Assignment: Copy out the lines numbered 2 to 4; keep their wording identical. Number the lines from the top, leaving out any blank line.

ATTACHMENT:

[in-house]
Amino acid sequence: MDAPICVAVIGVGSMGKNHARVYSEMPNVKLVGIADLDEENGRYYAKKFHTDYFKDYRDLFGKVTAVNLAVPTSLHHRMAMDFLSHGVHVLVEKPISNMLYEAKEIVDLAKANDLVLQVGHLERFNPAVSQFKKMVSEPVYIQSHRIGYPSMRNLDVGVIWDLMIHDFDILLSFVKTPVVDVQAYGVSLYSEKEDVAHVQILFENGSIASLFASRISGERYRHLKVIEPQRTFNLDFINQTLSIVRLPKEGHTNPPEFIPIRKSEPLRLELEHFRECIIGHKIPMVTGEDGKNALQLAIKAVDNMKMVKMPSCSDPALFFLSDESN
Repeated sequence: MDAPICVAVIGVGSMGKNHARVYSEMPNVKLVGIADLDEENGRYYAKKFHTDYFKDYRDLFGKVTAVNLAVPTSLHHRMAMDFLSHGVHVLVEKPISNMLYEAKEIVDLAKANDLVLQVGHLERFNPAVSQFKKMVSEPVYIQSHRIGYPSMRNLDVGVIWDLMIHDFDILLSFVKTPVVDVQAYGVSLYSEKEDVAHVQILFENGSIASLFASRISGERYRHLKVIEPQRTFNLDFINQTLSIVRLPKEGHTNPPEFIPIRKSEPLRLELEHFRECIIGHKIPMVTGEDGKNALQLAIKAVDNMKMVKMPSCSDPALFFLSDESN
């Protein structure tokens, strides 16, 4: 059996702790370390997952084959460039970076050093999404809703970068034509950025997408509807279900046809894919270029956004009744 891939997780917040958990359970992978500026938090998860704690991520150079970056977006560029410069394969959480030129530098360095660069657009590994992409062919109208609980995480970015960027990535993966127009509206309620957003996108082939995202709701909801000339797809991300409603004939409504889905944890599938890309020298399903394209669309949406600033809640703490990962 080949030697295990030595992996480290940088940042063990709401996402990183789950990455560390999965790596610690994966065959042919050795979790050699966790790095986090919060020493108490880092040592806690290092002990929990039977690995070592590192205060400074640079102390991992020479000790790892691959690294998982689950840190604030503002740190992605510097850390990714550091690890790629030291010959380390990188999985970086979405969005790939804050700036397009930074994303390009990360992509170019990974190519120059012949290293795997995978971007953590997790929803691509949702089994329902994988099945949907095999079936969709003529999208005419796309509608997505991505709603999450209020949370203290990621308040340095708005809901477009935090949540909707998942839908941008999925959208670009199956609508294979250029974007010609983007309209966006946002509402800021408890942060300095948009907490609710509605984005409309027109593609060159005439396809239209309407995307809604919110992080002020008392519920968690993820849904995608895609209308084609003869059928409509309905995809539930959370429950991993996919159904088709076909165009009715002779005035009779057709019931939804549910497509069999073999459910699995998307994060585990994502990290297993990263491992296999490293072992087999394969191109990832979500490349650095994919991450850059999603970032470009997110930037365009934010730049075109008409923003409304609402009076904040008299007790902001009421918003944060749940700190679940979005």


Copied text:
Amino acid sequence: MDAPICVAVIGVGSMGKNHARVYSEMPNVKLVGIADLDEENGRYYAKKFHTDYFKDYRDLFGKVTAVNLAVPTSLHHRMAMDFLSHGVHVLVEKPISNMLYEAKEIVDLAKANDLVLQVGHLERFNPAVSQFKKMVSEPVYIQSHRIGYPSMRNLDVGVIWDLMIHDFDILLSFVKTPVVDVQAYGVSLYSEKEDVAHVQILFENGSIASLFASRISGERYRHLKVIEPQRTFNLDFINQTLSIVRLPKEGHTNPPEFIPIRKSEPLRLELEHFRECIIGHKIPMVTGEDGKNALQLAIKAVDNMKMVKMPSCSDPALFFLSDESN
Repeated sequence: MDAPICVAVIGVGSMGKNHARVYSEMPNVKLVGIADLDEENGRYYAKKFHTDYFKDYRDLFGKVTAVNLAVPTSLHHRMAMDFLSHGVHVLVEKPISNMLYEAKEIVDLAKANDLVLQVGHLERFNPAVSQFKKMVSEPVYIQSHRIGYPSMRNLDVGVIWDLMIHDFDILLSFVKTPVVDVQAYGVSLYSEKEDVAHVQILFENGSIASLFASRISGERYRHLKVIEPQRTFNLDFINQTLSIVRLPKEGHTNPPEFIPIRKSEPLRLELEHFRECIIGHKIPMVTGEDGKNALQLAIKAVDNMKMVKMPSCSDPALFFLSDESN
């Protein structure tokens, strides 16, 4: 059996702790370390997952084959460039970076050093999404809703970068034509950025997408509807279900046809894919270029956004009744 891939997780917040958990359970992978500026938090998860704690991520150079970056977006560029410069394969959480030129530098360095660069657009590994992409062919109208609980995480970015960027990535993966127009509206309620957003996108082939995202709701909801000339797809991300409603004939409504889905944890599938890309020298399903394209669309949406600033809640703490990962 080949030697295990030595992996480290940088940042063990709401996402990183789950990455560390999965790596610690994966065959042919050795979790050699966790790095986090919060020493108490880092040592806690290092002990929990039977690995070592590192205060400074640079102390991992020479000790790892691959690294998982689950840190604030503002740190992605510097850390990714550091690890790629030291010959380390990188999985970086979405969005790939804050700036397009930074994303390009990360992509170019990974190519120059012949290293795997995978971007953590997790929803691509949702089994329902994988099945949907095999079936969709003529999208005419796309509608997505991505709603999450209020949370203290990621308040340095708005809901477009935090949540909707998942839908941008999925959208670009199956609508294979250029974007010609983007309209966006946002509402800021408890942060300095948009907490609710509605984005409309027109593609060159005439396809239209309407995307809604919110992080002020008392519920968690993820849904995608895609209308084609003869059928409509309905995809539930959370429950991993996919159904088709076909165009009715002779005035009779057709019931939804549910497509069999073999459910699995998307994060585990994502990290297993990263491992296999490293072992087999394969191109990832979500490349650095994919991450850059999603970032470009997110930037365009934010730049075109008409923003409304609402009076904040008299007790902001009421918003944060749940700190679940979005």